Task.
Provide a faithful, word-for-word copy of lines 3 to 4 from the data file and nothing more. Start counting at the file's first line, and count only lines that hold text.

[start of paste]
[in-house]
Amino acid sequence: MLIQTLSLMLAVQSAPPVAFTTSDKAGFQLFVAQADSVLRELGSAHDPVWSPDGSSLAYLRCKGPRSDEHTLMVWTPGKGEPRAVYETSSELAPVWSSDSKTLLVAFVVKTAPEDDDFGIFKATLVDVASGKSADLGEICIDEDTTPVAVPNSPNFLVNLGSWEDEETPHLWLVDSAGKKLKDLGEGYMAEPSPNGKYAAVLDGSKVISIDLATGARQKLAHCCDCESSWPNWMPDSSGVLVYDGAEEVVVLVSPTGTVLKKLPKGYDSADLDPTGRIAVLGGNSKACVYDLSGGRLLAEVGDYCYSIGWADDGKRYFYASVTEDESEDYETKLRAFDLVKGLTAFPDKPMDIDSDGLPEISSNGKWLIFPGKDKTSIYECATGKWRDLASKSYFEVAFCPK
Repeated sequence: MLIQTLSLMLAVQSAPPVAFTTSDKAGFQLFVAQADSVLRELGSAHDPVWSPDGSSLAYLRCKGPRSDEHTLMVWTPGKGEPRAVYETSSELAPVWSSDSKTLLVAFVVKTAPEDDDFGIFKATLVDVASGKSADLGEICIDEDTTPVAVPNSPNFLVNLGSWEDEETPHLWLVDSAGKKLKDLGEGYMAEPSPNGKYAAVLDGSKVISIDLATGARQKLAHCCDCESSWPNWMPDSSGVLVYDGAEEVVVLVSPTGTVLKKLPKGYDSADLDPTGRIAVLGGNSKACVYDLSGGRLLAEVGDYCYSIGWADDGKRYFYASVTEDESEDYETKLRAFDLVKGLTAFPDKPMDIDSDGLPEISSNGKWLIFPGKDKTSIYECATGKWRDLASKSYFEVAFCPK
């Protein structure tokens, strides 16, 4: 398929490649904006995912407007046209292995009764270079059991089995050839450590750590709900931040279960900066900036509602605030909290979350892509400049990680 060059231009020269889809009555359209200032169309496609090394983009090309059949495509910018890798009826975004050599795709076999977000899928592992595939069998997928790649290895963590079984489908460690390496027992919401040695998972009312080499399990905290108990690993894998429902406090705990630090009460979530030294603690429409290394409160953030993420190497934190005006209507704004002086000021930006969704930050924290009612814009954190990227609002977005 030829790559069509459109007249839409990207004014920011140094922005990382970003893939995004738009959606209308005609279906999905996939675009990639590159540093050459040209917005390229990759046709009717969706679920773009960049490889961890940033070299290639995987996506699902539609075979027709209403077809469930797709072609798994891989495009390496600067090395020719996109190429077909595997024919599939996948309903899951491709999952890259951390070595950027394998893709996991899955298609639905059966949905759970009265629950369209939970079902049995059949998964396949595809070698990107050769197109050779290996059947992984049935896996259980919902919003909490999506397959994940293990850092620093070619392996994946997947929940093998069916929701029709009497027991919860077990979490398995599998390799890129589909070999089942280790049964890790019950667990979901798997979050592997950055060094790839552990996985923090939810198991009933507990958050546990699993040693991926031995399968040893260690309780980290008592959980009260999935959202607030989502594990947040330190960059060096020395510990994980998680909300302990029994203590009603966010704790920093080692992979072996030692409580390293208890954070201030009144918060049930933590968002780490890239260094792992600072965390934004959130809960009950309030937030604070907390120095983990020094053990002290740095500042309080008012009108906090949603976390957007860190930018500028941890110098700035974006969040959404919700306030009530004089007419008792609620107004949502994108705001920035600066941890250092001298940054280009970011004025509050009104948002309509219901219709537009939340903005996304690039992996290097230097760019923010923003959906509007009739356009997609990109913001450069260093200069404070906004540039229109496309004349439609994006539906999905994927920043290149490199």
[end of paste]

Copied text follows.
Repeated sequence: MLIQTLSLMLAVQSAPPVAFTTSDKAGFQLFVAQADSVLRELGSAHDPVWSPDGSSLAYLRCKGPRSDEHTLMVWTPGKGEPRAVYETSSELAPVWSSDSKTLLVAFVVKTAPEDDDFGIFKATLVDVASGKSADLGEICIDEDTTPVAVPNSPNFLVNLGSWEDEETPHLWLVDSAGKKLKDLGEGYMAEPSPNGKYAAVLDGSKVISIDLATGARQKLAHCCDCESSWPNWMPDSSGVLVYDGAEEVVVLVSPTGTVLKKLPKGYDSADLDPTGRIAVLGGNSKACVYDLSGGRLLAEVGDYCYSIGWADDGKRYFYASVTEDESEDYETKLRAFDLVKGLTAFPDKPMDIDSDGLPEISSNGKWLIFPGKDKTSIYECATGKWRDLASKSYFEVAFCPK
């Protein structure tokens, strides 16, 4: 398929490649904006995912407007046209292995009764270079059991089995050839450590750590709900931040279960900066900036509602605030909290979350892509400049990680 060059231009020269889809009555359209200032169309496609090394983009090309059949495509910018890798009826975004050599795709076999977000899928592992595939069998997928790649290895963590079984489908460690390496027992919401040695998972009312080499399990905290108990690993894998429902406090705990630090009460979530030294603690429409290394409160953030993420190497934190005006209507704004002086000021930006969704930050924290009612814009954190990227609002977005 030829790559069509459109007249839409990207004014920011140094922005990382970003893939995004738009959606209308005609279906999905996939675009990639590159540093050459040209917005390229990759046709009717969706679920773009960049490889961890940033070299290639995987996506699902539609075979027709209403077809469930797709072609798994891989495009390496600067090395020719996109190429077909595997024919599939996948309903899951491709999952890259951390070595950027394998893709996991899955298609639905059966949905759970009265629950369209939970079902049995059949998964396949595809070698990107050769197109050779290996059947992984049935896996259980919902919003909490999506397959994940293990850092620093070619392996994946997947929940093998069916929701029709009497027991919860077990979490398995599998390799890129589909070999089942280790049964890790019950667990979901798997979050592997950055060094790839552990996985923090939810198991009933507990958050546990699993040693991926031995399968040893260690309780980290008592959980009260999935959202607030989502594990947040330190960059060096020395510990994980998680909300302990029994203590009603966010704790920093080692992979072996030692409580390293208890954070201030009144918060049930933590968002780490890239260094792992600072965390934004959130809960009950309030937030604070907390120095983990020094053990002290740095500042309080008012009108906090949603976390957007860190930018500028941890110098700035974006969040959404919700306030009530004089007419008792609620107004949502994108705001920035600066941890250092001298940054280009970011004025509050009104948002309509219901219709537009939340903005996304690039992996290097230097760019923010923003959906509007009739356009997609990109913001450069260093200069404070906004540039229109496309004349439609994006539906999905994927920043290149490199």